'Over time, the definition has evolved to be something much more holistic'
Most good leaders today know much more about individual employees and what they are going through at work and at home, than in the pre-COVID era.
Wellbeing is becoming a much more important topic, and this is leading HR departments to reexamine some of the ways it conducts business.
This is new territory for HR managers to understand and tackle. How do they do it? How can HR departments turn themselves into arbiters of wellbeing on top of all their other functions?
As director of wellbeing, leading the human sustainability index (HSI) in North America, Selma Lalji Khamisa is at the forefront of this issue.
What does it mean?
One of her first tasks has been conveying what is meant by wellbeing, a term that has undergone some evolution in recent decades, with the World Health Organization determining that health is a state of complete physical, mental, and social wellbeing and not merely the absence of disease or infirmity. It is, in other words, a complete picture of health.
“Essentially, it’s this ability to feel good, to feel balanced, to feel satisfied; over time, the wellbeing definition has evolved to be something much more holistic,” says Khamisa.
She outlines a couple of the questions this prompts: “Do you feel good at work? Or do you generally feel good in life? And there are so many other factors that have become more nuanced around what wellbeing really means.”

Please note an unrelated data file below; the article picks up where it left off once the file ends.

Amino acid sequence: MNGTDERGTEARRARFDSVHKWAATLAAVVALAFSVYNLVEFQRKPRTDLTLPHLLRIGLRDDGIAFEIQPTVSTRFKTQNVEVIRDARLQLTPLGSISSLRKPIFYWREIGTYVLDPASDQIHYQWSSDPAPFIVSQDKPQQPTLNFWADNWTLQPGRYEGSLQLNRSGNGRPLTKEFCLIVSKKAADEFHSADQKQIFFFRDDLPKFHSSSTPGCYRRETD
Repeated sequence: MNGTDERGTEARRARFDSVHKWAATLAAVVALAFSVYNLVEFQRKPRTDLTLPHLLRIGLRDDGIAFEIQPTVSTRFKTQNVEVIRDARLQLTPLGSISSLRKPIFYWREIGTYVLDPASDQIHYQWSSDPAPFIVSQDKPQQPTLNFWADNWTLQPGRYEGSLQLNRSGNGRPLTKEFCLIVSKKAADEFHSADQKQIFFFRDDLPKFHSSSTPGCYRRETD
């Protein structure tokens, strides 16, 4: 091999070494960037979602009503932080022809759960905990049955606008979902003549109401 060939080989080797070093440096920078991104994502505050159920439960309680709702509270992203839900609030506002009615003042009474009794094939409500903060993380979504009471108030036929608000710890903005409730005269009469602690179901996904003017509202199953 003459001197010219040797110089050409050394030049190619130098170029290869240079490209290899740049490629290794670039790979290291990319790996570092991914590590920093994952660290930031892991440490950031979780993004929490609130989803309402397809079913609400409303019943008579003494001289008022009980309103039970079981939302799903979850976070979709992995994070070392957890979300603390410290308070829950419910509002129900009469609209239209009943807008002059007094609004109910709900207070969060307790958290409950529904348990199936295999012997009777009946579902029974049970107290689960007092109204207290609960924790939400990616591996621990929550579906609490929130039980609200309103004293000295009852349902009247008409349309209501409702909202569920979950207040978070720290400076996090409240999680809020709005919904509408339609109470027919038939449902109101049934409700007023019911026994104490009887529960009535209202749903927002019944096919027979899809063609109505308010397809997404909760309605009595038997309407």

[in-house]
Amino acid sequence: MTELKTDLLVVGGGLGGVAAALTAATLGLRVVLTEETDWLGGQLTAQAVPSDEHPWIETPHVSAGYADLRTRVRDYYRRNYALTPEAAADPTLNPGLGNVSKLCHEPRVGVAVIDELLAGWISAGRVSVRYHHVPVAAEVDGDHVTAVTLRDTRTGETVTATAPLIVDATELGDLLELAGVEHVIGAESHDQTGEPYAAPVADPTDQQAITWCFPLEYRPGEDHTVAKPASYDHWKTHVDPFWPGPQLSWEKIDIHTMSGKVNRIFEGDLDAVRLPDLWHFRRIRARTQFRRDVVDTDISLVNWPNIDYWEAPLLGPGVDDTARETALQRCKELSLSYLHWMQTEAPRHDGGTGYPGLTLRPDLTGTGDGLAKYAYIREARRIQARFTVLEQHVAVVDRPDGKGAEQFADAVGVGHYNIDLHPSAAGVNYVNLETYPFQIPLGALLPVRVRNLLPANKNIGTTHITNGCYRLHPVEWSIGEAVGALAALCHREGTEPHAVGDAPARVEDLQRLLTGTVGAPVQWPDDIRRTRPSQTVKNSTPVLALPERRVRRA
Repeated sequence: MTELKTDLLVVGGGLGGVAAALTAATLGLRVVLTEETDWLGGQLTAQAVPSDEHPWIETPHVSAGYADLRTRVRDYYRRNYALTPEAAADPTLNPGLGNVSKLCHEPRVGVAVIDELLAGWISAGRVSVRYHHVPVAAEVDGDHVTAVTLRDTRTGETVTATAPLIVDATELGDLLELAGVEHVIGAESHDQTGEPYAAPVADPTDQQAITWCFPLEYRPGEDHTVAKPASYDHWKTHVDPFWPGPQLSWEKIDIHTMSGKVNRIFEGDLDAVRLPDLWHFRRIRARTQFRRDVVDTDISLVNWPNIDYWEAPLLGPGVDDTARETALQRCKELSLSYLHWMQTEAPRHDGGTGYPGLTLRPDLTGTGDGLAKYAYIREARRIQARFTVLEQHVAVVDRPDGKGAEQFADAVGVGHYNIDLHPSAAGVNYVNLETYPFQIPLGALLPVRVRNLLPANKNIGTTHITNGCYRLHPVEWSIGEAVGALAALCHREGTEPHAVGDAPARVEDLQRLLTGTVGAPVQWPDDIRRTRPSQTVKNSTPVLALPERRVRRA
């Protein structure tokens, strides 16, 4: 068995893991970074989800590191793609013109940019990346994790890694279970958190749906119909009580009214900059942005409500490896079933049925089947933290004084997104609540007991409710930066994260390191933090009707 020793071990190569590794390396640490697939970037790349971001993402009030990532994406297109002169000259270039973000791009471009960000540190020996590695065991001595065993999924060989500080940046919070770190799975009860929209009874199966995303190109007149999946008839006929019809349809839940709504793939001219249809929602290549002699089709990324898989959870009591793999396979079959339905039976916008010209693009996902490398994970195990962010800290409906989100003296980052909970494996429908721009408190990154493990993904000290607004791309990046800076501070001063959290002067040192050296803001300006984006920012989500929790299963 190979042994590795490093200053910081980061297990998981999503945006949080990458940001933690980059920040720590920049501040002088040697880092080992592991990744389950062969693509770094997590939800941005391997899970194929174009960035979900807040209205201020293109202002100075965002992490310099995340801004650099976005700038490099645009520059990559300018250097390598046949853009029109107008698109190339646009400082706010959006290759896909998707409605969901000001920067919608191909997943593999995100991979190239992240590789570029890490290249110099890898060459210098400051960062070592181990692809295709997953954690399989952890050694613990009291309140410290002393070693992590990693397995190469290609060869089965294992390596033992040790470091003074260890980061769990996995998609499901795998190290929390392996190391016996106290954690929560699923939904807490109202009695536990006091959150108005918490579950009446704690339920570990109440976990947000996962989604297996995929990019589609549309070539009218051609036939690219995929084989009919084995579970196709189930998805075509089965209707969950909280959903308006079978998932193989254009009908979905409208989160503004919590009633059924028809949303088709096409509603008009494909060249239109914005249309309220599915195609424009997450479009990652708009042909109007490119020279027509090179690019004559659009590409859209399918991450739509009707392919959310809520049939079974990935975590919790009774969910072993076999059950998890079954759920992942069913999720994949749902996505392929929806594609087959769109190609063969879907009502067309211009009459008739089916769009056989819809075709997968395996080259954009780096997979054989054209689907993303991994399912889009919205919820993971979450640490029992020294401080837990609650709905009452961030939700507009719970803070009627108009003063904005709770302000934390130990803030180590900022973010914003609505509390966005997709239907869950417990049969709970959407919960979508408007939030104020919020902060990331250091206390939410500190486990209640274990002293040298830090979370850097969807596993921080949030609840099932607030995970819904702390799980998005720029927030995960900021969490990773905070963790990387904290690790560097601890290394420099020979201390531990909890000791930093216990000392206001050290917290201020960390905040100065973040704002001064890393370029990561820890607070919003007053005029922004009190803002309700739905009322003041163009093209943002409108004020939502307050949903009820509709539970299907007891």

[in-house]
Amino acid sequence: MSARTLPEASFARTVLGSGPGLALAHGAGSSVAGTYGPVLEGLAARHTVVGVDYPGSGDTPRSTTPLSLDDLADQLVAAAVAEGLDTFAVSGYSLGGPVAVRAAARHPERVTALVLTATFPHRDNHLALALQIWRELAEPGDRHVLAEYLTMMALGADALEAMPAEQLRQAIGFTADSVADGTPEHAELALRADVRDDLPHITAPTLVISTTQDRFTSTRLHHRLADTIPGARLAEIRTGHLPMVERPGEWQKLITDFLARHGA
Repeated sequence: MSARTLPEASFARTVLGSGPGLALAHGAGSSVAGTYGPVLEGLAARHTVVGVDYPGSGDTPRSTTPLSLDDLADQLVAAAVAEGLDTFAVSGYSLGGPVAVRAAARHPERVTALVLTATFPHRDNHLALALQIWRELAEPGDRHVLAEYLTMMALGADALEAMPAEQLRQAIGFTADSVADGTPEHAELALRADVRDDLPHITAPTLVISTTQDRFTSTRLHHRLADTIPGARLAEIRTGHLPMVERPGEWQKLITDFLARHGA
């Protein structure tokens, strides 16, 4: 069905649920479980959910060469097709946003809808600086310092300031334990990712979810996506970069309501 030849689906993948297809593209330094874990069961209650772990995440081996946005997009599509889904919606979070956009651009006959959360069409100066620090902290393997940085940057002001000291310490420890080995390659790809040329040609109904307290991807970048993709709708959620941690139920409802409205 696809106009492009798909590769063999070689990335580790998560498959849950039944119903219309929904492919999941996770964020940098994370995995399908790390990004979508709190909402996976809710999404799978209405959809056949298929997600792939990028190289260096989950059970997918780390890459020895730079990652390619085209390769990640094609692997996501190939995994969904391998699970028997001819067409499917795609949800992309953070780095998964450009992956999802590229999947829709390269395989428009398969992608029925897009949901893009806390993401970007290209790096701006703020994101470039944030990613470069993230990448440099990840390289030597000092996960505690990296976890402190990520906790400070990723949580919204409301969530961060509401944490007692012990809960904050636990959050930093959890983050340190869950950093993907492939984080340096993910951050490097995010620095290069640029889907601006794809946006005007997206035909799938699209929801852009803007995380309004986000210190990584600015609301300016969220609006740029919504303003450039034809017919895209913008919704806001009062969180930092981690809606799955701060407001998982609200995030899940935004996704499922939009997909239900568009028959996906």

Aon recently conducted a survey that showed that employee wellbeing is the top priority for companies for the next five years, beating out attracting and retaining talent, profit, innovation of product, and ESG for the top spot.
While 87 per cent of organizations have at least one wellbeing initiative, 83 per cent have a full wellbeing strategy, which is up more than 25 per cent since 2020. Importantly, 41 per cent of organizations said they had a wellbeing strategy that was fully integrated into their overall business strategy.
The key question here is how HR leaders can successfully implement these plans.
Every single person in an organization should have a wellbeing indicator, like a diagnostic, that marks how they are doing overall in their lives. This would be strictly private to the individual, but it would have the effect of empowering employees with that knowledge, says Khamisa.
“The person then has the ability to go to a manager and have a conversation and say, ‘I'm actually really low on my mental health and my physical health,’ and we know those are connected,” she says.
If distinctions between work and home are blurred to the point of indistinction, so too are those between the interests of the company and those of the employee. Companies should consider not only how their staff can adapt to working for them, but also how they can adapt to working with their staff.
This may sound ambitious, but Khamisa stresses that it isn’t as complex as it seems.
“Even if it's a simple training exercise that supports organizations around how to have a conversation about wellbeing, that would be an excellent starting point,” she says.